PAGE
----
Although Indian stocks account for only 2.5% of global market value of equity, Indians tend to concentrate their holdings in India. This “home bias”, where people prefer to invest nearer home than abroad, is a universal phenomenon: Americans prefer US stocks, Europeans concentrate their portfolios in European stocks, Japanese concentrate in Japanese stocks and so on. In unfamiliar situations, the predominant emotion is fear. Foreign stocks are less familiar than Indian stocks, hence the home bias. Currently, Indians can invest abroad to the tune of $200,000 every year, but this bias keeps them away from investing in good value stocks globally. Once you break the bias, several new opportunities open up. I have a firm conviction in the future of the US natural gas sector and the US companies available at attractive valuations.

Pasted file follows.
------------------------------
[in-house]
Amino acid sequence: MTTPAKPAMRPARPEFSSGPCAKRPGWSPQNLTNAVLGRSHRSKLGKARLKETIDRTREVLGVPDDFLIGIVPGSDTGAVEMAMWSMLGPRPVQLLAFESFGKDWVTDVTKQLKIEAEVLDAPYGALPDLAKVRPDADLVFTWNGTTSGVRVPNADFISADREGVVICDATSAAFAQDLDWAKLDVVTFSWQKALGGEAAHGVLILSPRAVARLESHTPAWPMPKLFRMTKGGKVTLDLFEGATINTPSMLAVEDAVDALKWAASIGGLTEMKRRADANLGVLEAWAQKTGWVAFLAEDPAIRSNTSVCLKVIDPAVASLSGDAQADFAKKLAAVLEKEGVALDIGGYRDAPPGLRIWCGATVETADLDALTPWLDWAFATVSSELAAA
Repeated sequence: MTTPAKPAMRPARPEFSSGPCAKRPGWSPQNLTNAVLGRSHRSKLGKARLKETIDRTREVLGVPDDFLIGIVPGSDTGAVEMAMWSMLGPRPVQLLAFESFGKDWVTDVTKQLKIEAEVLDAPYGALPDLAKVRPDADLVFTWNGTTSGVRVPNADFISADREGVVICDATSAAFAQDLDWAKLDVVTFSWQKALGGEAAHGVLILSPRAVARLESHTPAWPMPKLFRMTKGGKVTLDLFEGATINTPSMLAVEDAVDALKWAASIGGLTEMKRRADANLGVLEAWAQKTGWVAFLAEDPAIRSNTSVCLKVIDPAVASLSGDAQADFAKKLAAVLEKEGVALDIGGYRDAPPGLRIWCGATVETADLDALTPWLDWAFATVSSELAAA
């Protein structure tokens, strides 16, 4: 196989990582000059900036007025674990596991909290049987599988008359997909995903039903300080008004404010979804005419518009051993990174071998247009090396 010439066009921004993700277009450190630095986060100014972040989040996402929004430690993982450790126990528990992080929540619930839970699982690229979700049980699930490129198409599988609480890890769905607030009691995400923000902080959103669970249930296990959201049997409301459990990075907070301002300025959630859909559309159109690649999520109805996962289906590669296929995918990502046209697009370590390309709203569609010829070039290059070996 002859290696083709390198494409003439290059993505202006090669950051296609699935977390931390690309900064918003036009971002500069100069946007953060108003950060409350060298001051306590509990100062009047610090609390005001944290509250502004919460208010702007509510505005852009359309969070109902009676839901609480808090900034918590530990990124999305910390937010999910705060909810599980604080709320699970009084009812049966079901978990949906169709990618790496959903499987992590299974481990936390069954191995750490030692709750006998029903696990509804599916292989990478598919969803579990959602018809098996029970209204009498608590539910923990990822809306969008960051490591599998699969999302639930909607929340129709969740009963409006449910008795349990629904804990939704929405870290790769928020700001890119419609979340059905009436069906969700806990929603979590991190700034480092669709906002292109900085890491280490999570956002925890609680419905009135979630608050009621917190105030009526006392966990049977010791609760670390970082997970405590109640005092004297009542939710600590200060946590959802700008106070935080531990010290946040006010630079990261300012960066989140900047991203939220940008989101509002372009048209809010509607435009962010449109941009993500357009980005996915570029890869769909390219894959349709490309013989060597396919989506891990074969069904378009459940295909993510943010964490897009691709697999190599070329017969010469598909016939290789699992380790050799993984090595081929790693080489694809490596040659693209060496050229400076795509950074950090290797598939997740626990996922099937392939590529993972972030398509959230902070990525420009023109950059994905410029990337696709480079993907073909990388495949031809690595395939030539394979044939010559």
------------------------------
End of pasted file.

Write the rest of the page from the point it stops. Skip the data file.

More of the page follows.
It is not a matter of “if” but “when” natural gas prices will spike in the US. Most commodities have rebounded handsomely from the lows seen in 2008. However, the price of natural gas is down significantly since the highs of 2008. Natural gas was trading at a high of $10.79 in July 2008 and since then it has fallen to a low of $1.89 in April 2012. The drop is because demand is yet to catch up with a relatively fast ramp-up in natural gas supplies in the US.
The increase in supply is due to widespread use of fracking (hydraulic fracturing), the procedure of creating fractures in rocks and rock formations by injecting fluid into cracks to force them further open. The larger fissures allow more oil and gas to flow out of the formation and into the wellbore, from where it can be extracted. Fracking as a technology has changed the US’ fortunes. Some years back it used to be a major importer and now it has the potential to be